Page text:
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In order to take advantage of the large number of zero elements, special schemes are re-

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quired to store sparse matrices. The main goal is to represent only the nonzero elements,

and to be able to perform the common matrix operations. In the following, denotes the

total number of nonzero elements. Only the most popular schemes are covered here, but

additional details can be found in books such as Duff, Erisman, and Reid [77].

The simplest storage scheme for sparse matrices is the so-called coordinate format.

The data structure consists of three arrays: (1) a real array containing all the real (or com-

plex) values of the nonzero elements of in any order; (2) an integer array containing

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their row indices; and (3) a second integer array containing their column indices. All three

arrays are of length , the number of nonzero elements.

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The matrix

‘ 3444 “ p¢ p

u p z

z

99 8 7

7 7

p 9

7 7

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z p z‘Y p 7 z¥

7

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z p p A z

7 7 7

z

u%

7 7 7 7

will be represented (for example) by

AA 12. 9. 7. 5. 1. 2. 11. 3. 6. 4. 8. 10.

JR 5 3 3 2 1 1 4 2 3 2 3 4

JC 5 5 3 4 1 4 4 1 1 2 4 3

In the above example, the elements are listed in an arbitrary order. In fact, they are

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usually listed by row or columns. If the elements were listed by row, the array which

contains redundant information might be replaced by an array which points to the begin-

ning of each row instead. This would involve nonnegligible savings in storage. The new

data structure has three arrays with the following functions:

• H…z‚

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(X ˜

A real array contains the real values stored row by row, from row 1 to .

The length of is .

• p… ‚

An integer array contains the column indices of the elements as stored in

(

the array . The length of is Nz.

( •

An integer array contains the pointers to the beginning of each row in the arrays

C rB

PB ( —D˜ B

and . Thus, the content of is the position in arrays and where

—D˜

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the -th row starts. The length of is with containing the number

C

—˜ — C

, i.e., the address in and of the beginning of a ¬ctitious row

number .

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Thus, the above matrix may be stored as follows:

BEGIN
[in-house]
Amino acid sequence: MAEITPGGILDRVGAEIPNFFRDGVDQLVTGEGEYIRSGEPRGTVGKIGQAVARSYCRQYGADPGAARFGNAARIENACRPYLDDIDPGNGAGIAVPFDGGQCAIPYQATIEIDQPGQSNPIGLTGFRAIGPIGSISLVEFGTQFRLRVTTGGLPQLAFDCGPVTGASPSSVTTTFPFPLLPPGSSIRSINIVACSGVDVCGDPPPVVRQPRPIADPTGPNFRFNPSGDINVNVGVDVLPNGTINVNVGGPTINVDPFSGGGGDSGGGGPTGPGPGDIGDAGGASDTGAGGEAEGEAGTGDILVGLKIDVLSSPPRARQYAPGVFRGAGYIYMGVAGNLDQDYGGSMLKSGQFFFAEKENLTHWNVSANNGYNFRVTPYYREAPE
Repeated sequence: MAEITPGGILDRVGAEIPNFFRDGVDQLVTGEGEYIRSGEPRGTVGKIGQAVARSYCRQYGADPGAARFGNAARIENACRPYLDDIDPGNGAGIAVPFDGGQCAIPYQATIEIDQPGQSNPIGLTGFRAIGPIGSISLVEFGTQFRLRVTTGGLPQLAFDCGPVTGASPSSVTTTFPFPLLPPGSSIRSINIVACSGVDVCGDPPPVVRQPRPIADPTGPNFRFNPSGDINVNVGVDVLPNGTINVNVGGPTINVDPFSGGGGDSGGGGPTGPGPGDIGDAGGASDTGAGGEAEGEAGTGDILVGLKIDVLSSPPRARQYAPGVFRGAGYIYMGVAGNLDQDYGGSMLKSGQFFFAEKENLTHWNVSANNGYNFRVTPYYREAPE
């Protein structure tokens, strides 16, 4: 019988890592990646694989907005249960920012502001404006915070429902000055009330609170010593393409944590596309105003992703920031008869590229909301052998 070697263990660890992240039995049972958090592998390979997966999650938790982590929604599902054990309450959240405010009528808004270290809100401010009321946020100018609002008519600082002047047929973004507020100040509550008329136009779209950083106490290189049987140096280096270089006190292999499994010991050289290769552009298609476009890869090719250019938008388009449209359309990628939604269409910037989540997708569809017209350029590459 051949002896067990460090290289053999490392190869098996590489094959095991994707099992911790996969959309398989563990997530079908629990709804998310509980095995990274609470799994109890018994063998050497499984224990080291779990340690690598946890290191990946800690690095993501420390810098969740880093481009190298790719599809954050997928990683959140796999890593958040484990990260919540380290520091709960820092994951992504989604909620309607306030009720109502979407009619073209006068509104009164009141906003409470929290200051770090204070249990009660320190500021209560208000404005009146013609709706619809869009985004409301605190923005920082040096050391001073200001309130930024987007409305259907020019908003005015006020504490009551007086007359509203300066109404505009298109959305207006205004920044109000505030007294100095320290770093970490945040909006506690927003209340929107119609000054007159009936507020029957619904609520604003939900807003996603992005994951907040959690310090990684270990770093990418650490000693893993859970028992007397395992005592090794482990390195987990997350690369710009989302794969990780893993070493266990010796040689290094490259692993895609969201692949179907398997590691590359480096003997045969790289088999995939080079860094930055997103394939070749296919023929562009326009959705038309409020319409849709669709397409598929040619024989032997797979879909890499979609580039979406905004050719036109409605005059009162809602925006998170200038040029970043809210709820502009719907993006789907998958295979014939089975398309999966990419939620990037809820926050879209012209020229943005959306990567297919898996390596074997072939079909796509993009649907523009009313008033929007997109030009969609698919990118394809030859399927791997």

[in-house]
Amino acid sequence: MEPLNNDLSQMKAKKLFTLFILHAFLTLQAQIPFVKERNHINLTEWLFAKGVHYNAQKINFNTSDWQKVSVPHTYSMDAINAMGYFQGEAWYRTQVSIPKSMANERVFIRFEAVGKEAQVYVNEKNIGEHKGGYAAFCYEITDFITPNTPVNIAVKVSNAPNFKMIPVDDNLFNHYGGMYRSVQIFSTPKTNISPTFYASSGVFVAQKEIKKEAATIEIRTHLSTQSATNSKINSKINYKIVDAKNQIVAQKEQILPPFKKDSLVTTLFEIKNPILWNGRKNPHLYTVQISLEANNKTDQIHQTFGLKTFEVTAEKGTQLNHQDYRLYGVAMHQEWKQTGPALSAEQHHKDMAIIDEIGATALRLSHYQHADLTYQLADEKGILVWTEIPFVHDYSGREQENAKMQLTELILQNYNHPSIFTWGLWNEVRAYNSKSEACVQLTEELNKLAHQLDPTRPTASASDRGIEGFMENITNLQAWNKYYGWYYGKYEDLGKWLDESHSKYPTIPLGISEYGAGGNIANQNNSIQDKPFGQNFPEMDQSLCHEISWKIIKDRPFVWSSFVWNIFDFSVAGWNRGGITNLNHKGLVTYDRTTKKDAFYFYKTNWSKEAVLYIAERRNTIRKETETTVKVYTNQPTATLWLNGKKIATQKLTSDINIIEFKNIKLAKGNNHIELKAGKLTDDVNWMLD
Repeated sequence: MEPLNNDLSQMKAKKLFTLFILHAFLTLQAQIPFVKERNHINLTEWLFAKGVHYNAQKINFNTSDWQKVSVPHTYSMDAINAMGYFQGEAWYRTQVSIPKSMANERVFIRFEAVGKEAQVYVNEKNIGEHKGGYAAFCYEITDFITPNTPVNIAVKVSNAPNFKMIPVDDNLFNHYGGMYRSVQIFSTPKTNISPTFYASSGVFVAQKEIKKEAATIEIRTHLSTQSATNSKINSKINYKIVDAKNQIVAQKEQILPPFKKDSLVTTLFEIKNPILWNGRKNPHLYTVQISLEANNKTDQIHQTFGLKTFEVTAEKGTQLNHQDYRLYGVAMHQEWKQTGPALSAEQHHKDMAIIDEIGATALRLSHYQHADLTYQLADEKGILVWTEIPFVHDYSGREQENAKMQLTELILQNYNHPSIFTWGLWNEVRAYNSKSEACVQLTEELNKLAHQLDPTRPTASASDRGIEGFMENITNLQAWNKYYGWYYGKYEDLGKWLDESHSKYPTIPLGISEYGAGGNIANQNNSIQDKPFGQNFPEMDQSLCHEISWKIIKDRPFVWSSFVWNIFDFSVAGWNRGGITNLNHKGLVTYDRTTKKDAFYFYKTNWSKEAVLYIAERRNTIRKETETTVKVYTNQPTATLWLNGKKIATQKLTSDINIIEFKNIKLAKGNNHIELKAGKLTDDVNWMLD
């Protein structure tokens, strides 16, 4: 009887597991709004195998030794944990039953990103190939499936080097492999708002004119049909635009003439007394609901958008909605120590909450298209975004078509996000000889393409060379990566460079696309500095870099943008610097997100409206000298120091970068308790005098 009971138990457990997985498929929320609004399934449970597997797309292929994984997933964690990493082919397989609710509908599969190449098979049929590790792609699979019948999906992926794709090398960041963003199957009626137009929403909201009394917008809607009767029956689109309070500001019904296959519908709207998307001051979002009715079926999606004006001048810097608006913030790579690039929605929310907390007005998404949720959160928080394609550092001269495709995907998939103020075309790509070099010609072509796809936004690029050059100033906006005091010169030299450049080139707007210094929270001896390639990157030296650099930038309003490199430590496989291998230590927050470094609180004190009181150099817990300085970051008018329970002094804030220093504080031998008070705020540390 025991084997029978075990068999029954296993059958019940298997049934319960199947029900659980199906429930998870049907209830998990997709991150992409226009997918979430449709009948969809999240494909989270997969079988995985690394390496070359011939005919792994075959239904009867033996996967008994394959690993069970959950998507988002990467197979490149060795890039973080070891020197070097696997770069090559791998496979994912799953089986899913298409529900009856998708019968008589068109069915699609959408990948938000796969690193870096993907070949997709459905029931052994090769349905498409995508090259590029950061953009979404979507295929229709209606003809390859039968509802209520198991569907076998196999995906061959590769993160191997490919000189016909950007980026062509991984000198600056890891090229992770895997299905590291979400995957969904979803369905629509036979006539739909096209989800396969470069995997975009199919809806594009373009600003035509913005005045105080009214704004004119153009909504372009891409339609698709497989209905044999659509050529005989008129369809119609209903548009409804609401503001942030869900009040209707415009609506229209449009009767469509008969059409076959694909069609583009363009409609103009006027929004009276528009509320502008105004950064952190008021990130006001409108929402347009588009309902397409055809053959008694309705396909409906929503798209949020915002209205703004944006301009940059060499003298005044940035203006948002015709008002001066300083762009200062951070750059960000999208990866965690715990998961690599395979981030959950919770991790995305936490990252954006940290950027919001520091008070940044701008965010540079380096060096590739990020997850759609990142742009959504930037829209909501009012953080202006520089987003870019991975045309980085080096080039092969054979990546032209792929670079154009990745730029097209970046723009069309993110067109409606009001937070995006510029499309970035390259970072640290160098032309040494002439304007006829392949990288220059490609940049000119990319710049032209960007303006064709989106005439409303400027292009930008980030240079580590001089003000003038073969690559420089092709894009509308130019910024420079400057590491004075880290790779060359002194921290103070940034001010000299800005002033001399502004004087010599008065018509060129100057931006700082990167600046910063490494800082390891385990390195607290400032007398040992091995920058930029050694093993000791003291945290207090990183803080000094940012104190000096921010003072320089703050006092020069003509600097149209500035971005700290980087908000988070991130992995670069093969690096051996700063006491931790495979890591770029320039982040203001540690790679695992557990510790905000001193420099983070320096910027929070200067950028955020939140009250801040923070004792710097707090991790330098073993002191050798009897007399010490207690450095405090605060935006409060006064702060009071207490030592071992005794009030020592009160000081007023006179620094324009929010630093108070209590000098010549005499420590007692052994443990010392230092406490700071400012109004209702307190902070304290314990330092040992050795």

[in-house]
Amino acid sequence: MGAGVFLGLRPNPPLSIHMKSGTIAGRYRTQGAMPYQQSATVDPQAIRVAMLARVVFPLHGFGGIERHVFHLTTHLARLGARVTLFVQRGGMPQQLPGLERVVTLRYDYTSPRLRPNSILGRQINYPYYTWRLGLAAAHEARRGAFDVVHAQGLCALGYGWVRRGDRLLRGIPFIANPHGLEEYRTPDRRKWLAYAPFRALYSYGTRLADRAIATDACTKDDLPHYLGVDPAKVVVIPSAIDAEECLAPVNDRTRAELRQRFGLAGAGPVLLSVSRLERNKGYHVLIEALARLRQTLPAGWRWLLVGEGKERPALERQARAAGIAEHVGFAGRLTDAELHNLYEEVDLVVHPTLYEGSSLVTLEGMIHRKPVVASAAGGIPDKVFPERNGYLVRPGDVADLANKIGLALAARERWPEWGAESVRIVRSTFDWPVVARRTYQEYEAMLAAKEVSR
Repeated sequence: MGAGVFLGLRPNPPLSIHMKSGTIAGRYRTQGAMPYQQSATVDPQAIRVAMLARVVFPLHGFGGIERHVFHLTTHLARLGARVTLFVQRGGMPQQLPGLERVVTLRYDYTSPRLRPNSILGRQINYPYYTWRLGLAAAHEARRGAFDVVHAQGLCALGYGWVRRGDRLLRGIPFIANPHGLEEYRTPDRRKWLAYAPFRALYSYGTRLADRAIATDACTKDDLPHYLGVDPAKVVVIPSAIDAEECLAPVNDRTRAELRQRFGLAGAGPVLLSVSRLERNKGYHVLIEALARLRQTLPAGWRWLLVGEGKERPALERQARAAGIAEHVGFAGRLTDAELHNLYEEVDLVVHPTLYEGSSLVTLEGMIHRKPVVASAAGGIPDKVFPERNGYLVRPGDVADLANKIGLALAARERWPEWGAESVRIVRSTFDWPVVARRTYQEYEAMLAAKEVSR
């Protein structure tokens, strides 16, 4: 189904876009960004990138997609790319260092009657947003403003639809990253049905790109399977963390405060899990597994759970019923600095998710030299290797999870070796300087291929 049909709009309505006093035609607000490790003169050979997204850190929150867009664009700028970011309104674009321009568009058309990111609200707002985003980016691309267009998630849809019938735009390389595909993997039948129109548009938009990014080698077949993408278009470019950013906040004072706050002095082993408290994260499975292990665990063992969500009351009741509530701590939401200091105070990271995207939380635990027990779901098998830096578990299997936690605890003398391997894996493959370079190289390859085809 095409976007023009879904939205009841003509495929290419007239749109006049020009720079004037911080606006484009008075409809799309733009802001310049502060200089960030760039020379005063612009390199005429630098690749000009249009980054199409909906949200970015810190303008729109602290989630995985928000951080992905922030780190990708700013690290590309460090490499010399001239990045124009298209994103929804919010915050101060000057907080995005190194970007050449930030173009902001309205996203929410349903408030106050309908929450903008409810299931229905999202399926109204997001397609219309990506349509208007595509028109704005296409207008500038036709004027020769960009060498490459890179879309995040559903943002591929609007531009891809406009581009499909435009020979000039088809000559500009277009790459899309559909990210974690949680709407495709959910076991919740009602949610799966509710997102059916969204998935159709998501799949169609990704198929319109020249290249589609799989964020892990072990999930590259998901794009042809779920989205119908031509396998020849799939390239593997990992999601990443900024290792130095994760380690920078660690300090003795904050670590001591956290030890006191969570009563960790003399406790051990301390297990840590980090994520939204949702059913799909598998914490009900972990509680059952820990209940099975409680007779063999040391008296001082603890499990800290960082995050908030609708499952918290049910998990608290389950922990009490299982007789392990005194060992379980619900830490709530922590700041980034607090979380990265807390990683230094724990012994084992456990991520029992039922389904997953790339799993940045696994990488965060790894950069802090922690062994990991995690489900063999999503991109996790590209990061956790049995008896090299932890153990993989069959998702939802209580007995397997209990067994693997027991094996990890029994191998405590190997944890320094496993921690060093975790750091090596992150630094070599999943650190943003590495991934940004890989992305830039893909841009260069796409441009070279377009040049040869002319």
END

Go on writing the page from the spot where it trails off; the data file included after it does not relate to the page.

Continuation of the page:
AA 1. 2. 3. 4. 5. 6. 7. 8. 9. 10. 11. 12.

JA 1 4 1 2 4 1 3 4 5 3 4 5

IA 1 3 6 10 12 13

This format is probably the most popular for storing general sparse matrices. It is

called the Compressed Sparse Row (CSR) format. This scheme is preferred over the coor-

dinate scheme because it is often more useful for performing typical computations. On the

other hand, the coordinate scheme is advantageous for its simplicity and its ¬‚exibility. It is

often used as an “entry” format in sparse matrix software packages.

There are a number of variations for the Compressed Sparse Row format. The most

obvious variation is storing the columns instead of the rows. The corresponding scheme is

known as the Compressed Sparse Column (CSC) scheme.

Another common variation exploits the fact that the diagonal elements of many ma-

trices are all usually nonzero and/or that they are accessed more often than the rest of the

elements. As a result, they can be stored separately. The Modi¬ed Sparse Row (MSR) for-

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mat has only two arrays: a real array and an integer array . The ¬rst positions in

X — (

contain the diagonal elements of the matrix in order. The position of the array

is not used, but may sometimes be used to carry other information concerning the matrix.

—h˜ X

Starting at position , the nonzero elements of , excluding its diagonal elements,

C (

B B

are stored by row. For each element , the integer represents its column index

c˜ C

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on the matrix. The ¬rst positions of contain the pointer to the beginning of each

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row in and . Thus, for the above example, the two arrays will be as follows:

AA 1. 4. 7. 11. 12. * 2. 3. 5. 6. 8. 9. 10.

JA 7 8 10 13 14 14 4 1 4 1 4 5 3